By Rob Todor
The ESPN broadcaster spoke about the first Monday Night game between the Browns and Jets — in 1970.
WOODMERE — Ron Jaworski remembers where he watched the first Monday Night Football game way back in 1970.
“In my dorm room at Kilcawley Hall,” said the 16-year NFL quarterback and Youngstown State University graduate.
“There was about dozen people in that little room — we even slid in an extra bunk bed so guys could sit and watch — and because I had a TV they all came to my room.”
Jaworski, who called Monday night’s game between the Cleveland Browns and New York Giants for ESPN, said his interest in that first game — played between the Browns and the New York Jets — was piqued for several reasons.
“It was [Jets quarterback] Joe Namath and as a kid growing up in Buffalo I was an old American Football League fan,” he said. “It was Broadway Joe, it was pretty special.
“And it was the Browns, so it was the feeling like it was a local team.”
The Browns won that first game, 31-21, and started a series that has lasted for 39 years and annually attracts the largest viewing audiences.
“It’s football; the product itself is so good,” said Jaworski of the show’s success. He took part in Chalk Talk, a luncheon series presented by ESPN that precedes the game each week during the season. Monday’s event was held at Mitchell’s Fish Market in this Cleveland suburb.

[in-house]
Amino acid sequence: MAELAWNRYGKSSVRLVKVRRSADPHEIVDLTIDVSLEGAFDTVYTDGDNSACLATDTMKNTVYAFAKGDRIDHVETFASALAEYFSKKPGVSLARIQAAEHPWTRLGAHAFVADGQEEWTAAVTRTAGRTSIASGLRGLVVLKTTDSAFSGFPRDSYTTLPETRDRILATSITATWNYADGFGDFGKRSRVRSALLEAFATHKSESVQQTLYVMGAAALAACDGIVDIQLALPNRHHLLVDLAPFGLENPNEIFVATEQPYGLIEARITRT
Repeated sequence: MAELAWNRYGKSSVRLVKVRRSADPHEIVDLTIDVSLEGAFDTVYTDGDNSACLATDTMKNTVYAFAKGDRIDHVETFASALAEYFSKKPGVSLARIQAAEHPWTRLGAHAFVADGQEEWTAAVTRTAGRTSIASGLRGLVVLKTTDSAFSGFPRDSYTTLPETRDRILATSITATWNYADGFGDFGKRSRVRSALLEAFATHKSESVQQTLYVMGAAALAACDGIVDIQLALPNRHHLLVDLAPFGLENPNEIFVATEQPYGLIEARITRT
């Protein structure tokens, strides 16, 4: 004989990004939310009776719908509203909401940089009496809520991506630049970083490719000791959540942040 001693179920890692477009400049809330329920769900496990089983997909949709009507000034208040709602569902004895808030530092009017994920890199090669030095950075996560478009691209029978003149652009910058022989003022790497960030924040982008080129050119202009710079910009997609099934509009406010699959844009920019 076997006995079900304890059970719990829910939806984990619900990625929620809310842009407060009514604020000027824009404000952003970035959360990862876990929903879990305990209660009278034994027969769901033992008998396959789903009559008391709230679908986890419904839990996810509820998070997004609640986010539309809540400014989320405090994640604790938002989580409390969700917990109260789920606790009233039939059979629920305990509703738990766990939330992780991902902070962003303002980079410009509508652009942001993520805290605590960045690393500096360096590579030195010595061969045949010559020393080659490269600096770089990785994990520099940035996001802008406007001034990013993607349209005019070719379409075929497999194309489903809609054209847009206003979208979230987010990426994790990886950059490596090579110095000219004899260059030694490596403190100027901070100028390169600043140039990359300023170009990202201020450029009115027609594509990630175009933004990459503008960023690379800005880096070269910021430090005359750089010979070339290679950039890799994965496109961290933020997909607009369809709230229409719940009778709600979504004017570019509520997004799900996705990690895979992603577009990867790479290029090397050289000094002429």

“I’d like to think maybe we [ESPN] have done something for it but I’m not that naive.
“The players are so excited for Monday Night Football and that’s what motivates us.”
Jaworski, of course, played in several Monday night games with the Eagles and Rams. His favorite memory came from getting a mention by legendary commentator Howard Cosell.
“I’m always cognizant that I’m talking about guys; they hear things [from] family and people that watch [about] how we did in the telecast,” he said.
“Howard Cosell was doing the game and I was with the Los Angeles Rams. He said, ‘That Jaworski looks like a young Joe Namath,’ and I was like, ‘Wow, Howard Cosell actually compared me to Joe Namath!’
“So I’m always thinking that when I’m talking about a guy he’s going to hear what I said about him. Hopefully for the most part it’s positive, but there are times when the guy’s not playing well you have to be objective. I remember hearing the good things so I try to be as positive as I can.”
Jaworski was happy that the game wasn’t being played in old Municipal Stadium.
“There was a nail [in the locker room] where we hung our clothes. We used to look for the tape with our name on it and there was a big nail underneath it.
“And the field … it was dirt spray painted green.”